Why am I so tired?

This is not a question that I ask myself. I know why I am tired. You on the other hand may ask this of me. Maybe you won’t ask me aloud, but maybe you’ve thought to yourself why am I more tired than others. I am sure some people think I exaggerate my exhaustion, or bring it on myself, or even do it for attention. There is one reason and one reason alone that I am so exhausted and that is for the health, well being and ultimately to keep my son alive. Yes, when you boil it down, I lose hours of sleep to keep my son from slipping into a coma or dying.

Let me break it down for those of you that have no experience with being a caregiver for a child with Type 1 diabetes.

Every night I check my son two hours after his snack, which usually ends up around 9:30 pm. That number requires a decision: treat with insulin, give sugar, or leave alone. Treat with insulin and leave alone have me checking again at 10:30 pm. Give sugar has me checking again at 9:45 pm, 10:00pm and then again at 10:30 pm.

The 10:30 pm check also requires a decision of some sort: treat with insulin, give sugar or leave alone. You would think that the previous numbers would have some impact on what the 10:30 pm would be, but that would be too easy. If I am lucky enough to see two ‘do nothing’ numbers in a row I can go to bed. If I see either a ‘treat with insulin’ or a ‘give sugar’ number at this point then I follow the same sequence as above both scenarios ending with a testing time of 11:30 pm.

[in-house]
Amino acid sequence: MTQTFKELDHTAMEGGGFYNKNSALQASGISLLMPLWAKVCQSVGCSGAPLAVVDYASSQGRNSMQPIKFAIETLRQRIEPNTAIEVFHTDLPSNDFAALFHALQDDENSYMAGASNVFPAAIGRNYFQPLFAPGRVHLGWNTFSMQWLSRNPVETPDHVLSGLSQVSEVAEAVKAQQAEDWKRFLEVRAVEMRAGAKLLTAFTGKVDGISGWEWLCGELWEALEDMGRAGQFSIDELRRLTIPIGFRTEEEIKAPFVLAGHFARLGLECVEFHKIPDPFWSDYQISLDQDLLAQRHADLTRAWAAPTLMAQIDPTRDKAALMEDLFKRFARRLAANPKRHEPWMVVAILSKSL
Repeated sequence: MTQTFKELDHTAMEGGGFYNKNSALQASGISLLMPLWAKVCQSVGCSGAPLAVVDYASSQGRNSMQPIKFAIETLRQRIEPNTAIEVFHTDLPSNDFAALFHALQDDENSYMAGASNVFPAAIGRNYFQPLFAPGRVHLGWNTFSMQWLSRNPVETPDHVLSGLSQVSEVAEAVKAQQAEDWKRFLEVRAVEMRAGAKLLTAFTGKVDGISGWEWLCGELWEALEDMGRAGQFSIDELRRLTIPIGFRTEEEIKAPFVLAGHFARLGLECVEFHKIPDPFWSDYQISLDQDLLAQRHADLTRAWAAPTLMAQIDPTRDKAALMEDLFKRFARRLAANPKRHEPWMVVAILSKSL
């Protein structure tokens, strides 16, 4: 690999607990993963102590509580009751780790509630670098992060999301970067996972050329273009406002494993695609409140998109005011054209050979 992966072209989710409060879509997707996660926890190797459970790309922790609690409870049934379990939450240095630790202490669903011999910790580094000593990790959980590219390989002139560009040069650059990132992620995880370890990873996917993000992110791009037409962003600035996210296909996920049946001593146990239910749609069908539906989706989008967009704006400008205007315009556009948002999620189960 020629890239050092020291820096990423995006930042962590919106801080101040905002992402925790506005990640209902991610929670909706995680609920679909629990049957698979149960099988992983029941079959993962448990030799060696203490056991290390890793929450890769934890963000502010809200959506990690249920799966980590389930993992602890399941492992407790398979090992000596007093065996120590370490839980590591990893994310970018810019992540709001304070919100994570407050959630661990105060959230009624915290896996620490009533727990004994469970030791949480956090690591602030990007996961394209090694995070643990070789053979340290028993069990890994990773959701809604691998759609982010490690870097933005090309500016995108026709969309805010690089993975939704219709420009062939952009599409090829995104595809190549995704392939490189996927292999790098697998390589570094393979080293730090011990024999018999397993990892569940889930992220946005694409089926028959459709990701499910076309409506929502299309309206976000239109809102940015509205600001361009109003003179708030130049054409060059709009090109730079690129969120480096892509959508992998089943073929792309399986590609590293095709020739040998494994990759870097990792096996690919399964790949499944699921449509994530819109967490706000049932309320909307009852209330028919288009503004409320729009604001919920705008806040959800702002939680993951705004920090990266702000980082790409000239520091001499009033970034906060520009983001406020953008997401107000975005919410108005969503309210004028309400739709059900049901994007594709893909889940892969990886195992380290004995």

My goal is two ‘do nothing’ numbers in a row at the hour test.

This goes on and on and on.

And on.

If I see two ‘do nothing’ numbers as my only numbers of the night I am usually good to sleep until about 5:00 am when my own internal alarm clock wakes me up wondering if my son is ok.

If I see any other number, ‘treat with insulin’ or ‘give sugar’ I must set my alarm about 2 to 3 hours after the last check to make sure that we didn’t see another dip or rise in glucose. Sometimes highs and lows are stubborn and even though they may be gone for a bit, they do appear again.

Highs that go unnoticed while sleeping can cause DKA. Lows that go unnoticed while sleeping can cause seizures or death.

Picture this in your own life. You had the greatest day at the beach with your two little ones. Everyone was happy. Everyone was safe. Tan. The smell of salt water still on their skin. You all shower. Snuggle into watch a movie knowing that everyone will drift off to a well deserved full night’s sleep. Except one of your little ones has diabetes and his blood sugar happens to be 39 ( a low low as we call it). You can scratch that well deserved sleep goodbye. Come hell or high water you cannot fall asleep. It could mean life or death for your little one.

The phrase, “Not on my watch,” takes on a whole new meaning when it’s a piece of your heart, your reason for living for whom you are keeping watch.

Tired, yes. Looking for sympathy, no. It is what it is, but now you know why I may seem more tired than other moms you know.

(Writer’s note: It took two days to complete this post as I was too tired the first day.)